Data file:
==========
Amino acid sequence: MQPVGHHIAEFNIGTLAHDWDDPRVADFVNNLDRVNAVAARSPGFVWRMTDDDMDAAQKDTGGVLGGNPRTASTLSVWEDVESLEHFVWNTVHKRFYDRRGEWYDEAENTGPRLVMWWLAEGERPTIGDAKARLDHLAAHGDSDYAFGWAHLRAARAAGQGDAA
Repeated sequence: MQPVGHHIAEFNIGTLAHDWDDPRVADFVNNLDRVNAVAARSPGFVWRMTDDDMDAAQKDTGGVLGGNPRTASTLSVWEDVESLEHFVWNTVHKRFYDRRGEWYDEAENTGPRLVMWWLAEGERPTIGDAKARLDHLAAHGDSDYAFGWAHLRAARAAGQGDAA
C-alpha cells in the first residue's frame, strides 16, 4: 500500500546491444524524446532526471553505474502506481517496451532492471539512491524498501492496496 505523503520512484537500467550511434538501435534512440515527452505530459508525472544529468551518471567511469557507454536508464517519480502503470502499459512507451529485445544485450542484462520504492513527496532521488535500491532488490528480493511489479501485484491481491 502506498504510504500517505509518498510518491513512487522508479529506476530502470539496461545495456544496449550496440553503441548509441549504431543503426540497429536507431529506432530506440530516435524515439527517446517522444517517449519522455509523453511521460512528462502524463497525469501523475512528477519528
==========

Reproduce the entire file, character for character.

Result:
Amino acid sequence: MQPVGHHIAEFNIGTLAHDWDDPRVADFVNNLDRVNAVAARSPGFVWRMTDDDMDAAQKDTGGVLGGNPRTASTLSVWEDVESLEHFVWNTVHKRFYDRRGEWYDEAENTGPRLVMWWLAEGERPTIGDAKARLDHLAAHGDSDYAFGWAHLRAARAAGQGDAA
Repeated sequence: MQPVGHHIAEFNIGTLAHDWDDPRVADFVNNLDRVNAVAARSPGFVWRMTDDDMDAAQKDTGGVLGGNPRTASTLSVWEDVESLEHFVWNTVHKRFYDRRGEWYDEAENTGPRLVMWWLAEGERPTIGDAKARLDHLAAHGDSDYAFGWAHLRAARAAGQGDAA
C-alpha cells in the first residue's frame, strides 16, 4: 500500500546491444524524446532526471553505474502506481517496451532492471539512491524498501492496496 505523503520512484537500467550511434538501435534512440515527452505530459508525472544529468551518471567511469557507454536508464517519480502503470502499459512507451529485445544485450542484462520504492513527496532521488535500491532488490528480493511489479501485484491481491 502506498504510504500517505509518498510518491513512487522508479529506476530502470539496461545495456544496449550496440553503441548509441549504431543503426540497429536507431529506432530506440530516435524515439527517446517522444517517449519522455509523453511521460512528462502524463497525469501523475512528477519528